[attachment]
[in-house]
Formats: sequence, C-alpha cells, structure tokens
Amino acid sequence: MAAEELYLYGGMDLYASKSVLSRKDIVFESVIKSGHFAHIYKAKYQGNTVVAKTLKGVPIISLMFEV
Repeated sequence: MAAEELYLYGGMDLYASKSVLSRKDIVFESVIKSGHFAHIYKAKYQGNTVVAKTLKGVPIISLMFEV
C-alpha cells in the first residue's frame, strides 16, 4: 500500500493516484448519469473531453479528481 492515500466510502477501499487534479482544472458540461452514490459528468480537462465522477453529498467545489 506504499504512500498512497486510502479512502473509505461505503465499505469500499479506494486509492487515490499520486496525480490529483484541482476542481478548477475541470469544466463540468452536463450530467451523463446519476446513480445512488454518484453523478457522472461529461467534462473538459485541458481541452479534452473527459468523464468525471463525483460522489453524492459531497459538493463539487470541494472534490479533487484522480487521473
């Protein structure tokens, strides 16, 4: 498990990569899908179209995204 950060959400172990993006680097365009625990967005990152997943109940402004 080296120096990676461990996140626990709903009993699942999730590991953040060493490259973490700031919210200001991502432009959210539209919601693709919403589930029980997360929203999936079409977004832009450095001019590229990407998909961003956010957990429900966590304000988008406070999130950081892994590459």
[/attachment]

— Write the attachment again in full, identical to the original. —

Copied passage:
[in-house]
Formats: sequence, C-alpha cells, structure tokens
Amino acid sequence: MAAEELYLYGGMDLYASKSVLSRKDIVFESVIKSGHFAHIYKAKYQGNTVVAKTLKGVPIISLMFEV
Repeated sequence: MAAEELYLYGGMDLYASKSVLSRKDIVFESVIKSGHFAHIYKAKYQGNTVVAKTLKGVPIISLMFEV
C-alpha cells in the first residue's frame, strides 16, 4: 500500500493516484448519469473531453479528481 492515500466510502477501499487534479482544472458540461452514490459528468480537462465522477453529498467545489 506504499504512500498512497486510502479512502473509505461505503465499505469500499479506494486509492487515490499520486496525480490529483484541482476542481478548477475541470469544466463540468452536463450530467451523463446519476446513480445512488454518484453523478457522472461529461467534462473538459485541458481541452479534452473527459468523464468525471463525483460522489453524492459531497459538493463539487470541494472534490479533487484522480487521473
């Protein structure tokens, strides 16, 4: 498990990569899908179209995204 950060959400172990993006680097365009625990967005990152997943109940402004 080296120096990676461990996140626990709903009993699942999730590991953040060493490259973490700031919210200001991502432009959210539209919601693709919403589930029980997360929203999936079409977004832009450095001019590229990407998909961003956010957990429900966590304000988008406070999130950081892994590459």